Bruce Timm (artist, co-creator, producer of Batman: The Animated Series, etc) had a table in the Alley, but he wasn’t there at all that I saw all morning. I’d brought my trade compilation of various Harley and Ivy comics that DC had published, including one by Timm. Not gonna lie, I circled back a lot to check if he was there, lol.

I didn’t know most of the artists nearer to the back of the room, but I ended up having conversations with a number of them anyway and it was a good time all around~.

Oh god crowded.

By early afternoon, the show floor was getting oppressively crowded. The place was already pretty difficult to navigate because of its sheer size, but with a few thousand other people hanging out, it took a very long time to get from one end of the hall to the other, no matter which way you were going, or trying to go.

It was just as well though, because one of the few panels I did kind of want to check out, the Batman: The Animated Series 20th Anniversary panel, was at 2pm… even if I didn’t remember until a quarter past. The panel room was across the skybridge from the exhibition hall, which meant traversing across the area where various unofficial cosplay photo ops were taking place. Really though, I didn’t see too many super impressive costumes over the course of the day. There were probably a dozen Harley Quinns and twice as many Doctors (Ten and Eleven seemed equally popular; I’m pretty sure I’ve never seen anyone dressed as Nine, anyway, sadly), and a lot of superheroes I don’t know much about. Oh, also lots and lots of Adventure Time people. But it was mostly meh. If the cosplay to normally-dressed person ratio at an anime con is 1:2 (probably an exaggeration, but it sure feels like that sometimes!), then the ratio at ECCC was something like… 1:15, if that.

SUPER BLURRY PIC OF BATMAN: TAS PANEL. It was really dark in the room and my camera was all NOOOO okay. :c

Discreetly made my way into the Batman: TAS panel room from the back and found a seat in the fourth to last row, lol. It was a huge panel room, so I didn’t have much of a view, but that wasn’t really important anyway. Bruce Timm, Kevin Conroy (voice of Batman), and Tara Strong (voice of Batgirl, though not in B:TAS; voice of Harley in Batman: Arkham City) discussed a variety of topics, most of which were prompted by audience questions. To be honest, it wasn’t a very interesting or terribly informative panel aside from a couple of fun one-liners. Many of the questions were prefaced with proclamations of admiration and appreciation to the panelists, and while this wasn’t a bad thing in itself, some of these proclamations got rather lengthy and ate up a lot of time. <_<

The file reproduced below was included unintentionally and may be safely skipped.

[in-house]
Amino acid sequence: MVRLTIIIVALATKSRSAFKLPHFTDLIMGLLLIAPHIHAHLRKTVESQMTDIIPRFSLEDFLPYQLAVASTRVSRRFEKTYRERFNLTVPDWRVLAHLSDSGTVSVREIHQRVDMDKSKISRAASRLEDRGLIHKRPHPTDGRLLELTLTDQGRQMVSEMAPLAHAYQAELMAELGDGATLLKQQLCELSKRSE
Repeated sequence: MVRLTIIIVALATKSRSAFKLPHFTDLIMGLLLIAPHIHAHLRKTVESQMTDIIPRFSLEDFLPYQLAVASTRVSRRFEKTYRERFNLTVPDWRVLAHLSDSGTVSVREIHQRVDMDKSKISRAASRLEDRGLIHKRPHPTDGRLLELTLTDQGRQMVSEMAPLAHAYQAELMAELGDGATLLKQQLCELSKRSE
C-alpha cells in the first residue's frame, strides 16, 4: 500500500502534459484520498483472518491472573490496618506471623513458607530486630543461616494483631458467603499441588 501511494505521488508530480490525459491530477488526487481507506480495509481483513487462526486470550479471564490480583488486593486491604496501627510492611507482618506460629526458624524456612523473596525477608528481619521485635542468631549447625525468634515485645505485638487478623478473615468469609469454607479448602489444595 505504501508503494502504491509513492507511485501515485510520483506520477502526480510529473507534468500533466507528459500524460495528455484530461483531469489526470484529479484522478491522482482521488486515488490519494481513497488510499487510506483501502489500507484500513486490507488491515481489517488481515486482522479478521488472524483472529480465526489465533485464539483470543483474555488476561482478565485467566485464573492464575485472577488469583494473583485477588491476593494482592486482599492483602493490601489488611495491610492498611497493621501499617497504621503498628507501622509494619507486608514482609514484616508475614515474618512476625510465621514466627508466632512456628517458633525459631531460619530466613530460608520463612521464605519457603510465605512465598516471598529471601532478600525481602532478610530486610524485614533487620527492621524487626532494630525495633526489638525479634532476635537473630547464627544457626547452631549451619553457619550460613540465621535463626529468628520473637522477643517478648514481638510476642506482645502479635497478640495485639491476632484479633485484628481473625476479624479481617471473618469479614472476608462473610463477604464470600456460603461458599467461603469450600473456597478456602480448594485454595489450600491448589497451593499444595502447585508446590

One thing of interest: a fan brought up that DC is planning to make a The Dark Knight Returns movie and wondered if Conroy had been approached about being the voice of Batman. Conroy was unaware there was even such a thing in the works and responded with mock offense. It’s kind of sad, I guess, since for me, like many others, Conroy is the de facto voice of Batman in my head, but Conroy wasn’t cast for his most famous role in last year’s animated Batman: Year One either. As an aside, Conroy’s normal speaking voice sounds pretty similar to his Bruce Wayne and I think this is hilarious.

Another thing of interest: Bruce Timm talked a little about the creation of Harley Quinn and how she was never meant to be more than a one-shot, walk-on character, but the writers liked her and ended up putting her in virtually every Joker episode. Tara Strong also talked a bit about taking up the role of Harley in Arkham City and how she worked to find a medium between channeling Arleen Sorkin (Harley in B:TAS) and adding her own spin.

Casey and April~.

The panel ended at three, and I made my way back to the Artist Alley… to hover around Bruce Timm’s table because now there was a con volunteer there with a “this is the end of the line” sign, which surely meant that the guy was going to show up to sign random things thrust at him by fans, right?! The middle of AA is a pretty inconvenient place for a signing though, and while Timm’s presence at the con was relatively downplayed and not too many people were there, lines forming in the Alley = blocking other people’s tables = bad. So the poor volunteer kept telling people to disperse and to line up when the man was actually there.